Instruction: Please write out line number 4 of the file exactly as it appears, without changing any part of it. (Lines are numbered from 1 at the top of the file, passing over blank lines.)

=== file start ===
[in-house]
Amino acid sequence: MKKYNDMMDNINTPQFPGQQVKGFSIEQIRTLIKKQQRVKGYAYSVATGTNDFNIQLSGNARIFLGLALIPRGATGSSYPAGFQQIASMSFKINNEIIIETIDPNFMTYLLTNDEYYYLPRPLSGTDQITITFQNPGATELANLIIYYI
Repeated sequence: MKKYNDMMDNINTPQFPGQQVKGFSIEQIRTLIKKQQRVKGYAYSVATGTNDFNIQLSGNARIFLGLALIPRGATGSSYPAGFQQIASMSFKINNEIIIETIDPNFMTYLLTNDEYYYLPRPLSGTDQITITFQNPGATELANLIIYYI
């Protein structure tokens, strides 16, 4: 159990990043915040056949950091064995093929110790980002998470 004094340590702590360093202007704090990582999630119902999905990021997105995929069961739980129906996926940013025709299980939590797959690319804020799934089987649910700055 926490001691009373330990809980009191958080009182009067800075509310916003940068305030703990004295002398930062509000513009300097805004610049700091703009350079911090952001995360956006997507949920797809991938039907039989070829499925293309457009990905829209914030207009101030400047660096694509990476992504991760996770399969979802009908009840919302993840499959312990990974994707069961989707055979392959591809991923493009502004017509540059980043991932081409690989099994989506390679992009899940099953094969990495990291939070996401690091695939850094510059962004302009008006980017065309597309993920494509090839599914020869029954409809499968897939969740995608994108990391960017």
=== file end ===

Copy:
């Protein structure tokens, strides 16, 4: 159990990043915040056949950091064995093929110790980002998470 004094340590702590360093202007704090990582999630119902999905990021997105995929069961739980129906996926940013025709299980939590797959690319804020799934089987649910700055 926490001691009373330990809980009191958080009182009067800075509310916003940068305030703990004295002398930062509000513009300097805004610049700091703009350079911090952001995360956006997507949920797809991938039907039989070829499925293309457009990905829209914030207009101030400047660096694509990476992504991760996770399969979802009908009840919302993840499959312990990974994707069961989707055979392959591809991923493009502004017509540059980043991932081409690989099994989506390679992009899940099953094969990495990291939070996401690091695939850094510059962004302009008006980017065309597309993920494509090839599914020869029954409809499968897939969740995608994108990391960017």